New Superannuation Changes Take Effect July 2017. Are you prepared? The world of superannuation will be reimagined from July 1, 2017. What does this mean for you? We chat to Ursula Boorman of Direct Advisers to find out more.
What changes are taking place?
From July 1, 2017, we will see the most comprehensive changes since 2007. There will be new limits on tax-free pensions and limits on how much we can save each year in the low tax environment.
Why are the changes coming in?
The changes are designed to make the system fairer and more sustainable. The system is still generous, with individuals able to invest up to $1.6 million in a totally tax-free environment. However, the changes are complex, so we encourage you to seek advice if you think you may be affected. Steps need to be taken prior to the change date of July 1, 2017.
What does it mean for people who hold a Transition to Retirement Income Stream (TRIS)?
If you have not met a condition of release, your pension is no longer tax free. This is a big change. The income stream will be taxed as if it is still in accumulation.
If you have met a condition of release, your pension is tax free. You will need to ensure that your pension provider has this recorded, as it is possible that tax will apply; even if you have turned 65, the account may still be defined as a TRIS.
For information on conditions of release, visit directadvisers.com.au.
What is the $1.6 million Transfer Balance Cap?
It’s the amount an individual can transfer to, or hold at 1 July 2017 in a tax-free pension. Over your lifetime, withdrawals, commencements and closing of allocated pensions and any future tax-free pensions will all affect your cap. This is a lifetime limit that the tax office will track. We will also track this for clients, and I recommend you do the same.
What issues will arise for Self Managed Super Fund Trustees (SMSF)?
Many of the issues will revolve around managing this new cap and optimising their position. If they hold a pension in excess of the $1.6 million on 1st July 2017, they will have to make several decisions around rolling the excess back to super or making a withdrawal. It may be an option to contribute to a spouse’s account, if the spouse is eligible.
What if you have more than $1.6 million in super?
For individuals, it will no longer all be tax-free in retirement, and you should seek advice immediately. If your super is over $1.6 million from a combined pension and accumulation account, the segregation of your assets may need to be addressed. If you don’t know what this means but it sounds like you, talk to your adviser.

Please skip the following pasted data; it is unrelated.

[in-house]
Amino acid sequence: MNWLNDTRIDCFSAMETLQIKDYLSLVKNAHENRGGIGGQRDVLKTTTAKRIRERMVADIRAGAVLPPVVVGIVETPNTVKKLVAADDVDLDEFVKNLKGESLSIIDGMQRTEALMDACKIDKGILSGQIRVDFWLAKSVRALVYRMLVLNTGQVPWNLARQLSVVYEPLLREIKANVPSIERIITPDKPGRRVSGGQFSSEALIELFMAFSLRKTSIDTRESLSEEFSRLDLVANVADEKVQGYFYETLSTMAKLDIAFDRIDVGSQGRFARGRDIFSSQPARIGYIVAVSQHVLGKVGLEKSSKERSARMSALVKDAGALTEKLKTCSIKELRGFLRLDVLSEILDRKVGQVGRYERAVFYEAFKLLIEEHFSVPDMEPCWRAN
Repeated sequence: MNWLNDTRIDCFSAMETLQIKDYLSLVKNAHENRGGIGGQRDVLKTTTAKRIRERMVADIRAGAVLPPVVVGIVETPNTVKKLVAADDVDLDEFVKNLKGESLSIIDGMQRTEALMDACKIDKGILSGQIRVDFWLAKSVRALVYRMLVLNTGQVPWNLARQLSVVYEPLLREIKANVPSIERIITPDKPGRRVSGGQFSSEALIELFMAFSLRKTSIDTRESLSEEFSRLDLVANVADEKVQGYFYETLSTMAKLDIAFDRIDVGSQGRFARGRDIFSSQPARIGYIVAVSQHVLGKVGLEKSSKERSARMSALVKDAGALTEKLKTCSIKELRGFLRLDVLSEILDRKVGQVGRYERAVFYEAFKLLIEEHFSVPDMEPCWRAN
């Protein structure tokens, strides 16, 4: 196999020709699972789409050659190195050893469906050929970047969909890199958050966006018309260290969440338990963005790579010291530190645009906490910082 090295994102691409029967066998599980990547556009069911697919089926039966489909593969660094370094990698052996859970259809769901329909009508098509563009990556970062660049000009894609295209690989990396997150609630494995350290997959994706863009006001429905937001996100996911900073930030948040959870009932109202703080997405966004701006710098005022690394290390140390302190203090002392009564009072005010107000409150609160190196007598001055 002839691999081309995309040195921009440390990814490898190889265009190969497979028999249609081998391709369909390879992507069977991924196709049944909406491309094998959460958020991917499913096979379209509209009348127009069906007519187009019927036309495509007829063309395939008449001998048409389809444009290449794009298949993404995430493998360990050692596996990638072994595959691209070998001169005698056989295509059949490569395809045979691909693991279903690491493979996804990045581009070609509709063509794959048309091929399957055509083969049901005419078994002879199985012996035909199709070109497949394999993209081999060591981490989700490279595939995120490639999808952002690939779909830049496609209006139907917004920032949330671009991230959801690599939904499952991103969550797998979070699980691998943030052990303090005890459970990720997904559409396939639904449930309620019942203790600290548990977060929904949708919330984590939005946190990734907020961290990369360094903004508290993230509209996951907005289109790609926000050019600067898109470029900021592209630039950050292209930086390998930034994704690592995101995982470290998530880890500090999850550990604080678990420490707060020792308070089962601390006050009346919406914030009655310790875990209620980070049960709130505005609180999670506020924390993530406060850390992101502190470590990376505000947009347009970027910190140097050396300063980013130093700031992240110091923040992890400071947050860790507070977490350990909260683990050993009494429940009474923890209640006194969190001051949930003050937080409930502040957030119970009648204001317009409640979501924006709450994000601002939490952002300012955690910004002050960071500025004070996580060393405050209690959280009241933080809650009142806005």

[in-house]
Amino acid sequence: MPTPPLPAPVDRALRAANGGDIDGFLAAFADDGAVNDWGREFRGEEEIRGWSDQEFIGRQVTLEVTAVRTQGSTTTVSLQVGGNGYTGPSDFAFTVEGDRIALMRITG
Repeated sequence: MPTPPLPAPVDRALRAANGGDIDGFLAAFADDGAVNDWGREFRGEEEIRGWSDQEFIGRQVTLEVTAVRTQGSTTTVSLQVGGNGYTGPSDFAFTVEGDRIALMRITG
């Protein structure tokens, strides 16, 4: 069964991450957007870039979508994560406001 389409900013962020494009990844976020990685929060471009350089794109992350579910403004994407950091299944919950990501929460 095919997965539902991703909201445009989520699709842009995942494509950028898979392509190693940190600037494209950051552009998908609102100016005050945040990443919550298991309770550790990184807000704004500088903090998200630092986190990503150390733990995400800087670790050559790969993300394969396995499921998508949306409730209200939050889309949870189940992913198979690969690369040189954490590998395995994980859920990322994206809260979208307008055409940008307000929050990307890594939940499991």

Trustees who expect to be in breach of the cap at 1 July 2017 will need to decide how they are going to reduce the pension balance, and this may result in the opportunity to lock in capital gains for certain assets – referred to as “CGT Relief Arrangements”. It is very important that your SMSF submits its tax return on time if you wish to apply for CGT Relief. No extensions this year! It could be expensive.
What does this mean for Defined Benefit Pensions and Life Expectancy Pensions?
These are both included in your Transfer Balance Cap. For the purpose of valuing these income streams for the cap, we need to use these methods:
A) Lifetime pensions and annuities: Annual entitlement x 16.
B) Life expectancy annuities: Annual entitlement x remaining term.
So if John is receiving a Defined Benefits Pension from CSS of $35,000 pa, this will add $560,000 to his Transfer Balance Cap.
What about putting money into super?
The only reason you would put off a contribution to super until after 1st July would be to make a tax deductible contribution in the next financial year. In a welcome change, all working individuals under age 75 will be able to claim a tax deduction if they wish for money placed into superannuation up to a maximum of $25,000. You must include any employer or salary sacrifice contributions in this $25,000.
If you are under 65 and not working, you can also use this new rule.
Keep this in mind if you sell a large asset such as an investment property and you are looking to reduce any Capital Gains Tax. Look out for future news around rolling forward unused tax deductible contributions for future years.
The 2017 Financial Year is the last chance to make contributions of $180,000 or up to $540,000 if you are under 65 years. These are called non-concessional contributions. There is no immediate tax benefit from making the contributions, but in future years the income on the money is taxed at the lower super tax rates. This is also an excellent opportunity to equalise superannuation for couples if you are able.
Ron is 62 and Joanne is 65. Joanne’s super balance is $1.8 million and Ron’s super balance is $500,000. By withdrawing $540,000 from Joanne’s super and contributing to Ron’s super, they have dealt with Joanne’s breach of the Transfer Balance Cap and made the most of the last year of the higher contribution limits. Next year the contribution limits change to $100,000 pa or a maximum of $300,000 using the “bring forward” rule. (Three years limit in one year.)
Do you have any further advice?
As a SMSF Specialist AdvisorTM, I encourage you to read more about the changes, just in case you need to take action. The changes to TRIS pensions, and the inclusion of Defined Benefit Pensions as part of the Transfer Balance Cap are significant.
If you’re confused about whether you need to take action, visit directadvisers.com.au for white papers on this topic or send a question to Ursula@directadvisers.com.au
Ursula Boorman is an authorised representative of Direct Advisers Pty Ltd, AFSL Licence No 236855. The information is general in nature and does not take into account your personal situation. You should consider whether the information is appropriate to your needs, and where appropriate, seek professional advice.